But being the person who is rejecting sex doesn’t feel that great, either. Maybe we are annoyed that our partner initiated sex and clearly couldn’t read our mood or the situation. And so we roll our eyes, criticize our partner’s timing and initiation strategy, or even push them away entirely. Or we might feel bad because we hate saying no and disappointing them, so we agree to have sex to make them happy.

The latest sex research suggests that — compared to going along with sex to avoid negative outcomes — turning down sex doesn’t necessarily hurt relationship satisfaction, as long as we do it in positive ways.1 Here are three approaches to keep in mind.

1. Clearly explain why you’re saying no.

If you’re not in the mood for sex when you’re partner initiates it, one of the best things you can do is explain to them why you’re not in the mood.

That’s because many people naturally take sexual rejection personally. We can drive ourselves into a tizzy trying to come up with a reason why we’re being turned down, often landing on it having something to do with us (e.g., they don’t find me attractive anymore, they are angry with me, they don’t love me as much as they used to).

So if you’re feeling too tired for sex, say that. If you had a long day, and you’re distracted by the stress at work, share that. It helps your partner understand your inner world a bit better and shows that your lack of interest in sex isn’t a reflection of your lack of interest in your partner.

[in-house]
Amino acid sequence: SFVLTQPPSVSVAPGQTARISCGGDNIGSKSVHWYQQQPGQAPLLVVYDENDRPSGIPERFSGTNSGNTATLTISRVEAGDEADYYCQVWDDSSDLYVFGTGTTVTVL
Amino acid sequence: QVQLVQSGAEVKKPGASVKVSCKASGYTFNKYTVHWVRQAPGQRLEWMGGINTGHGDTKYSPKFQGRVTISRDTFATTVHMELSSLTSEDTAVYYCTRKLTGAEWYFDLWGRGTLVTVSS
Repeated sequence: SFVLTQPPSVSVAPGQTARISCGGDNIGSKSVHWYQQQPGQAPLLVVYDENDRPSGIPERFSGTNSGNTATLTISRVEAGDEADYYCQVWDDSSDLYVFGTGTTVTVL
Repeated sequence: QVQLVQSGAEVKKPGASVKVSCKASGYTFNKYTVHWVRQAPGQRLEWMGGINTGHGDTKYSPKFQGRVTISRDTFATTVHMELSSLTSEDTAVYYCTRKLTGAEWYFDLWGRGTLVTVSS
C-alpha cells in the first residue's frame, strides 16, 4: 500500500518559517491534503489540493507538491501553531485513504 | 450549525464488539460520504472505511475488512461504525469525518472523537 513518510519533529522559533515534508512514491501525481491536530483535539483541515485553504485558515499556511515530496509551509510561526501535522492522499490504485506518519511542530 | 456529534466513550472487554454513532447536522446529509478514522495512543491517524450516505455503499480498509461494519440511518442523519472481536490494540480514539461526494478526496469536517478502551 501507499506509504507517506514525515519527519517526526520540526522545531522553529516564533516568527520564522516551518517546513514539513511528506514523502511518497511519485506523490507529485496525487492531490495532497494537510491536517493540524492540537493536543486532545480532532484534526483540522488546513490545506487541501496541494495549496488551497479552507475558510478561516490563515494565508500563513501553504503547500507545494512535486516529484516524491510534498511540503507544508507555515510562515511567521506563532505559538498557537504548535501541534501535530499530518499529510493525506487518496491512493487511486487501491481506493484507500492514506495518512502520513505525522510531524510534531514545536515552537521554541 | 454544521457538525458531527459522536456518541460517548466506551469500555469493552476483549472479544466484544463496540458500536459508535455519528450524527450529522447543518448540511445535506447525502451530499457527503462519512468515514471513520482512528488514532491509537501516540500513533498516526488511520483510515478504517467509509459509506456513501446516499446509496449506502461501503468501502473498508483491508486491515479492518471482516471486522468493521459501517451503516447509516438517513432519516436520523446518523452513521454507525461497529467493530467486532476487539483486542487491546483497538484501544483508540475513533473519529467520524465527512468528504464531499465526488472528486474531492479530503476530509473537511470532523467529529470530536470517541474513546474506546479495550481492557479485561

Or, if your lack of interest in sex has everything to do with your partner (e.g., you’re fighting or not getting along these days, and sex feels temporarily off the table), say that. It’s much more helpful to start that conversation (even if it’s difficult) than to let more tension build up with silences and misunderstandings.

2. Suggest another time — soon(ish).

Think about rejecting sex similarly to making social plans with friends. If we invite a friend out for a bite to eat, and they just say “no,” it can feel pretty jarring. We might wonder: “Are they saying they don’t want dinner tonight? Or are they trying to hint that they want to hang out less frequently? Maybe they don’t like me as much as they used to?” It feels unsettling, because we don’t have all the information, and so we are left to fill in the gaps.

On the other hand, if you invite your friend to dinner, and they say: “Sorry I really need to recharge and have a night at home tonight, but maybe could we try next week?” It clarifies that the “no” is just a “not right now.” You know where you stand, and there is a plan to spend time together again soon.

Likewise, when it comes to sex, a flat out “no” can feel pretty harsh. We similarly tend to wonder, how long is that “no” for? And should we ask again in an hour? A day? A week? Never? Are they trying to tell me something else by turning down sex?

But sexual rejection usually feels a lot more manageable when we’re given a safety net. Something like: “I’m not feeling it right now, but maybe we could try on the weekend, once my work deadline has passed? Or later tonight after I go for a run? Or in the morning before work, after I’ve had a good sleep?”

3. Find another way to connect.

Just because you’re not in the mood for sex doesn’t necessarily mean you have to turn down other bids for connection and closeness.

We know from the research that women and men get so much more from sex than just physical gratification (like feeling loved and feeling safe). So perhaps sexual activity is off the table, but a nice cuddle, hand holding, a meaningful conversation, or even a game or activity you both enjoy might feel pretty good.